Olivia on the Hill: David Wilks
CIVIX team member Olivia Dorey is meeting with Members of Parliament to learn about the presence of politicians in schools and how we can build and improve our programs.
Today’s blog recaps Olivia’s meetings with Kootenay-Columbia MP David Wilks.
David Wilks is the Conservative MP for Kootenay-Columbia, a fascinating riding because it is so rural. The largest of the twenty-four communities in his riding is Cranbrook, population 25,000, which explains why he finds himself representing around a dozen high schools. Despite the geographic challenges he managed to visit all but two last year by making sure to contact them when he was driving through.
Mr. Wilks chooses his presentation strategy according to age level, sometimes opening the floor to questions, taking preset questions, or chatting about current bills. However, parts of his riding have the particularity of having a four day school week, so he divides those grade 5 classes into government and opposition, and has them debate switching to a three-day school week.
Before choosing to join federal politics, he spent many years as an RCMP officer, and was acclaimed as mayor (no one ran against him). He says that the experiences were very much alike in that “you do what you can with the information that has been provided to you, knowing that you can’t please everyone; you can only do your best.” Wilks and his wife are proud owners of a bowling alley, where he often has the chance to get to know and engage the youth in his riding, who are eager to talk because he and his wife “just listen.”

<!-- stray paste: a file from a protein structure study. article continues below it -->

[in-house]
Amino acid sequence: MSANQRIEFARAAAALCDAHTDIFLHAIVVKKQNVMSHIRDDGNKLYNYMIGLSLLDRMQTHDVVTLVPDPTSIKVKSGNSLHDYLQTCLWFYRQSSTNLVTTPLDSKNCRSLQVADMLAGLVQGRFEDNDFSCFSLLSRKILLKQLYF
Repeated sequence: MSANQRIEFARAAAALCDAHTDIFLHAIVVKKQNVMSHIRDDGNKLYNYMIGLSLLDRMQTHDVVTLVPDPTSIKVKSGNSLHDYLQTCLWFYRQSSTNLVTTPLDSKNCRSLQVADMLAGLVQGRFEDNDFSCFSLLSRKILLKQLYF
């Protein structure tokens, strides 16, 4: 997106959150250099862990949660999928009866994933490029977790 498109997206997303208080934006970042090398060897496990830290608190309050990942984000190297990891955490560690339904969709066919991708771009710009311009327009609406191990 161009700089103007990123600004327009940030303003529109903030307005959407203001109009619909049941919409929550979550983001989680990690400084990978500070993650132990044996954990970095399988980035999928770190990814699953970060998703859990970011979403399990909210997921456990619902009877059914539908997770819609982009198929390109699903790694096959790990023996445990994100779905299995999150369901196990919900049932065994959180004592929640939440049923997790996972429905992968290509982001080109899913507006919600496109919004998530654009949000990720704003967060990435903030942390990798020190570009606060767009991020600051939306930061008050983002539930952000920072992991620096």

While he expected “bureaucracy [to be] insane,” Wilks wasn’t always sure, upon arrival, that he was suited to the job as an MP. Luckily, he realized that could make a great contribution if he put his strengths to use, and has since dedicated himself to providing a police perspective on justice issues; “we create laws here, but someone has to enforce them, so we must be clear to avoid misinterpretation.”
Mr. Wilks made his stance on voting equally clear. He started by explaining that he has a son serving in Afghanistan, and offered a gentle reminder that women can’t vote there. By not voting, “you choose not to exercise your democratic rights,” and he therefore went so far as to say that “you have to vote.”
Stay tuned for more of Olivia’s meetings!
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